What do you think? Who is discriminating against whom here? Does the Catholic Church have a winning argument from a Constitutional, rather than political point of view? Should the President stick by a sound policy or would it be better to simply pick another hill to die on?

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Posted on February 7, 2012, in Politics, Q & A and tagged , , , , , , , . Bookmark the permalink. 4 Comments.

  1. Hi! I love your blog! I came here from Rachel held evans’ blog. I totally get what you are saying here but i think the issue is more than the freedom of religion. I did make a similar argument to a friend about employees who are not religious. For them, it is aiding in a death of a potential human being = murder. No matter what my views on viability of a fetus, don’t they have the right to object ideas they consider immoral as well? is it correct for the government to infringe on anyone’s moral conscience? Are you really ok with the government saying that they must aid in the death of a human being just for the sake of your non-religious employees?

    You bring up the role of the state in this, Catholics may argue the same but I things with in regards to taxation, but that would be where your argument would stand because the state IS a non-religious institution. quakers are staunch pacifists but still pay taxes to fund wars.

    • Token Atheist

      I don’t think Catholic institutions are being coerced into violating their conscience or mission so much as protecting a privileged status. As you rightly point out, Quakers still have to deal with indirectly funding wars, and nearly all of us have some objection to what the government is doing in part, but we don’t hold ourselves up as victims when we don’t get our way. These institutions want to receive taxpayer money on one hand, which indirectly funds religious activity such as prayer and outreach (see JW’s comment below), while simultaneously claiming that they cannot possibly abide by the State’s policies.

      The reality is that you probably cannot by a hamburger without indirectly supporting birth control or abortion with some fraction of that money. Any commerce will lead to the funding of objectionable behaviors, but most of us do not seek to control what happens to our money once it is surrendered. To say that an Insurance company cannot pay for abortions is like asking McDonald’s to only use the money from my meal to pay a pro-life employee. Economies do not work that way.

  2. I work for a Catholic healthcare entity. The reason that I do so is because of the nature of that entity. In the Mission, it states that the reason that the organization exists is to serve God’s purpose. We pray (nondenominationally) before meetings. As part of orientation, new employees are explained our mission, our history, and our values. As a private employer, who employs free citizens — anyone who doesn’t want to work for us or doesn’t like the Mission is not obligated to work for us. Our healthcare offerings have long been centered around our mission, values, and history. This includes our benifits. We don’t pay for abortions, birth control, vasectomies, or tubal ligations unless there is a medical reason for such procedures. That is consistent with who we are as an organization. Personally, I don’t have a problem with birth control or vasectomies or tubal ligations. I understand that a Catholic entity, being a Catholic entity will not fund those things — and as a private company, I think they should have the right to NOT go against their mission, values, or history. As a free citizen of the United States, I have the option of working for a different healthcare system. That’s my choice. If you, as an employee, don’t like the benefits of the company that you work for, then you can choose to work for a different company.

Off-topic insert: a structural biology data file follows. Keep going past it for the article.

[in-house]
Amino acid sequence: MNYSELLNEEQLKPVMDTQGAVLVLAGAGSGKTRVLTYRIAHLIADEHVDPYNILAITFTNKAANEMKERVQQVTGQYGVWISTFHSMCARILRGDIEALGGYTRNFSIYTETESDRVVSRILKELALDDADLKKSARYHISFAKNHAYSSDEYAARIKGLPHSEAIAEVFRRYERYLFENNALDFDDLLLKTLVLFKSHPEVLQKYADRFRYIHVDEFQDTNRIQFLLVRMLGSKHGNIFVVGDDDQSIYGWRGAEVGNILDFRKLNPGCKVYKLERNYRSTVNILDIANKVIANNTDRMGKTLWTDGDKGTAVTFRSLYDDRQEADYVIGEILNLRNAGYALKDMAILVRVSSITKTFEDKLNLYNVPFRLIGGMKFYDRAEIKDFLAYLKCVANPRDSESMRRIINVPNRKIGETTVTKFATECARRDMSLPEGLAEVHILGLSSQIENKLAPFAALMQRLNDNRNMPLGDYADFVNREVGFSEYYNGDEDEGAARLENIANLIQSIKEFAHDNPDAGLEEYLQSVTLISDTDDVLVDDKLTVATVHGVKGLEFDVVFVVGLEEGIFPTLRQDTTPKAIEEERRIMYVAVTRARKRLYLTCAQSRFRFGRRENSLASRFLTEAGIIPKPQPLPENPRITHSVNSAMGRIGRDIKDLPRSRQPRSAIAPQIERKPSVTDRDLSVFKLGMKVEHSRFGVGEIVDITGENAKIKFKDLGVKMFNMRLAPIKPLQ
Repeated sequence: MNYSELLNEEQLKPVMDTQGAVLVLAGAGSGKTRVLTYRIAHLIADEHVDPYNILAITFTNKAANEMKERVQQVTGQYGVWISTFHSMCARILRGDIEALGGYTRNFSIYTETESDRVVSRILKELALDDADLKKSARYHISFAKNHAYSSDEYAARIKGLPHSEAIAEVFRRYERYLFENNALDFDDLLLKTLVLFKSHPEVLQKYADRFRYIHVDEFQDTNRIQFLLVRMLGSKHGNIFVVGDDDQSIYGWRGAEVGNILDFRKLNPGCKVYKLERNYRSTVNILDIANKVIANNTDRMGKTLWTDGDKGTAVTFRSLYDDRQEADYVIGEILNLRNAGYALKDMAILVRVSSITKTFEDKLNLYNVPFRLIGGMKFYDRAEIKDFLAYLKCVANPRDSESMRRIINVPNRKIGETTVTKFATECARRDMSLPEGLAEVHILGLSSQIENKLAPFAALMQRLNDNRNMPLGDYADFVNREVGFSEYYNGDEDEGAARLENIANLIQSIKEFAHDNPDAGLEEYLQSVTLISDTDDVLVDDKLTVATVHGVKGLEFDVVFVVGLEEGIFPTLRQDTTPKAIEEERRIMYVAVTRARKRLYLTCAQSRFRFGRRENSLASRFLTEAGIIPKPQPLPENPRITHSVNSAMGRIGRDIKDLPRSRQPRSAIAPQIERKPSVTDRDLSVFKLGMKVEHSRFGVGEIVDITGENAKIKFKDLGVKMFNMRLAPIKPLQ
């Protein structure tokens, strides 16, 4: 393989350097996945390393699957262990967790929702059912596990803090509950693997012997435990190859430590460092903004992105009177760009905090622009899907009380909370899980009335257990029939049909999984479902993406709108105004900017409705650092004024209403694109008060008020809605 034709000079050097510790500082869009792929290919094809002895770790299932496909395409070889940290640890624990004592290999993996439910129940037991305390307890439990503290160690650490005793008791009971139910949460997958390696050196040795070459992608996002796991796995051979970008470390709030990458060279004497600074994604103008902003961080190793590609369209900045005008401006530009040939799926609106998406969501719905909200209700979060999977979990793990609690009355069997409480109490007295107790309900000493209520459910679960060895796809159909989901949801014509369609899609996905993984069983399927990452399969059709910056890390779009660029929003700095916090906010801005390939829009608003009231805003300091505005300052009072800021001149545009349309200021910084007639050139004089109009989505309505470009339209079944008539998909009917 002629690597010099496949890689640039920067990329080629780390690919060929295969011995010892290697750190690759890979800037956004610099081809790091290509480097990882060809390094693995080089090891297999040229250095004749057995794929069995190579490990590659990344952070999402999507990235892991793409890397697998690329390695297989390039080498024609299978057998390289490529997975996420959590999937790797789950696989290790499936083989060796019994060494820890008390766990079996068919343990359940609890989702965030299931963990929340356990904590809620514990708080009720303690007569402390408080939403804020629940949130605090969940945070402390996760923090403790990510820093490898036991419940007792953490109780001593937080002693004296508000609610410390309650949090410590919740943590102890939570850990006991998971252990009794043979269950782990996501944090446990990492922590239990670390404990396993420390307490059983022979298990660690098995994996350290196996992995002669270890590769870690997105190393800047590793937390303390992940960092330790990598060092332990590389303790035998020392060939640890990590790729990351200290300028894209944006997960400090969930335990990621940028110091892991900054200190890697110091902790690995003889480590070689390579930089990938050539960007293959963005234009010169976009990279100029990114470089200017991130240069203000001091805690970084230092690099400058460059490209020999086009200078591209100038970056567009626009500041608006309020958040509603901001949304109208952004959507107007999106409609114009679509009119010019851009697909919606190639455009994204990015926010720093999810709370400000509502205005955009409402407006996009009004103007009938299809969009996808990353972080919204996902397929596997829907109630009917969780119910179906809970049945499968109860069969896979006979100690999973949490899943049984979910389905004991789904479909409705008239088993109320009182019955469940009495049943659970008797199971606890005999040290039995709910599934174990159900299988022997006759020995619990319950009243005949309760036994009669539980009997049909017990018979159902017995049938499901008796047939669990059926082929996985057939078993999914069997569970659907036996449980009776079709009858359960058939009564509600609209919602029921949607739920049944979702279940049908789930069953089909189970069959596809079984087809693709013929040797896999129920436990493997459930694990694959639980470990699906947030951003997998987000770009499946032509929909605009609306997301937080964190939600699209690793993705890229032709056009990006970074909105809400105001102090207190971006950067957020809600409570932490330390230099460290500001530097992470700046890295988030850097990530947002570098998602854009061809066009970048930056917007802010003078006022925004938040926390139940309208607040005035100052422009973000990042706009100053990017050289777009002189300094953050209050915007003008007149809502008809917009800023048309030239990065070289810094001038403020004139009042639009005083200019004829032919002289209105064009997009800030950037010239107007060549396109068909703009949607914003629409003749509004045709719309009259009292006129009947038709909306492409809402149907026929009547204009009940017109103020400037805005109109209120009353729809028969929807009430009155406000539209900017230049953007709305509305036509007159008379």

• Token Atheist

      I too work for a health care entity. Some 71% of our funding comes from the government in the form of Medicare and Medicaid. That negates any illusion I have of being a private institution. It is all well and good to say that an organization will not pay for certain procedures or products directly, but asking insurers to conform to the organization’s policy is quite a different matter. Insurance companies are regulated by the State and the State has the regulatory authority to dictate what is and is not covered. Ultimately, we all wind up indirectly paying for a lot of activities and products that we object to. One person’s moral stance is another’s discrimination. The best we can do is to vote for those who adhere most closely to our values and support businesses that are like-minded, but that does not and should not guarantee success.